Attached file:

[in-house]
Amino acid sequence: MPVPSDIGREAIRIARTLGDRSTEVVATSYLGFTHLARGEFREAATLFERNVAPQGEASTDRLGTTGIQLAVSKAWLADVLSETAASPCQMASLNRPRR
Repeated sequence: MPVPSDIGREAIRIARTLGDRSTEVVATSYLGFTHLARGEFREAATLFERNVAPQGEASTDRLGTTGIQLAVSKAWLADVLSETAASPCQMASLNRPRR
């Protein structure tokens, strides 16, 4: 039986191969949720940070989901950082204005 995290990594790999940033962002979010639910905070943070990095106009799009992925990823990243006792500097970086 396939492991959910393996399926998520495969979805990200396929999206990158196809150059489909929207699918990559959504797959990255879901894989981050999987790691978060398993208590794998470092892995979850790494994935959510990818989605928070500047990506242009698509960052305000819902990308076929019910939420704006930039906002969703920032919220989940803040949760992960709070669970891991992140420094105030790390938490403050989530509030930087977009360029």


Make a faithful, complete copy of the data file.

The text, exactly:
[in-house]
Amino acid sequence: MPVPSDIGREAIRIARTLGDRSTEVVATSYLGFTHLARGEFREAATLFERNVAPQGEASTDRLGTTGIQLAVSKAWLADVLSETAASPCQMASLNRPRR
Repeated sequence: MPVPSDIGREAIRIARTLGDRSTEVVATSYLGFTHLARGEFREAATLFERNVAPQGEASTDRLGTTGIQLAVSKAWLADVLSETAASPCQMASLNRPRR
């Protein structure tokens, strides 16, 4: 039986191969949720940070989901950082204005 995290990594790999940033962002979010639910905070943070990095106009799009992925990823990243006792500097970086 396939492991959910393996399926998520495969979805990200396929999206990158196809150059489909929207699918990559959504797959990255879901894989981050999987790691978060398993208590794998470092892995979850790494994935959510990818989605928070500047990506242009698509960052305000819902990308076929019910939420704006930039906002969703920032919220989940803040949760992960709070669970891991992140420094105030790390938490403050989530509030930087977009360029």